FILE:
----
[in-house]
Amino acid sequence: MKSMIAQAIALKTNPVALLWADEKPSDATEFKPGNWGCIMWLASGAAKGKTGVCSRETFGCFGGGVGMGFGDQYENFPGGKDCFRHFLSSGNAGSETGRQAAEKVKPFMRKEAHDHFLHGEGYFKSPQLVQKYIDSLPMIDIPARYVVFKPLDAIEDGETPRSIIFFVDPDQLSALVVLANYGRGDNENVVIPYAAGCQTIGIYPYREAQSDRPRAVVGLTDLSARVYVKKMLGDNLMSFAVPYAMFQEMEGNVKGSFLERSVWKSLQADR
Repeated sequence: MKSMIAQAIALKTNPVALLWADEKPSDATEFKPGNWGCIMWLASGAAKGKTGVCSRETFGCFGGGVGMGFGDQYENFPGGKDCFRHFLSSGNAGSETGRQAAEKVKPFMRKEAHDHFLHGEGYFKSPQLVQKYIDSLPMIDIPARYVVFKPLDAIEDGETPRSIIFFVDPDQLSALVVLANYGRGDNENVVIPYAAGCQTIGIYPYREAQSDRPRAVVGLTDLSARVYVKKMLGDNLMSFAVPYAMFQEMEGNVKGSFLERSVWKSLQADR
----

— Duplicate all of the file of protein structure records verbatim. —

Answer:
[in-house]
Amino acid sequence: MKSMIAQAIALKTNPVALLWADEKPSDATEFKPGNWGCIMWLASGAAKGKTGVCSRETFGCFGGGVGMGFGDQYENFPGGKDCFRHFLSSGNAGSETGRQAAEKVKPFMRKEAHDHFLHGEGYFKSPQLVQKYIDSLPMIDIPARYVVFKPLDAIEDGETPRSIIFFVDPDQLSALVVLANYGRGDNENVVIPYAAGCQTIGIYPYREAQSDRPRAVVGLTDLSARVYVKKMLGDNLMSFAVPYAMFQEMEGNVKGSFLERSVWKSLQADR
Repeated sequence: MKSMIAQAIALKTNPVALLWADEKPSDATEFKPGNWGCIMWLASGAAKGKTGVCSRETFGCFGGGVGMGFGDQYENFPGGKDCFRHFLSSGNAGSETGRQAAEKVKPFMRKEAHDHFLHGEGYFKSPQLVQKYIDSLPMIDIPARYVVFKPLDAIEDGETPRSIIFFVDPDQLSALVVLANYGRGDNENVVIPYAAGCQTIGIYPYREAQSDRPRAVVGLTDLSARVYVKKMLGDNLMSFAVPYAMFQEMEGNVKGSFLERSVWKSLQADR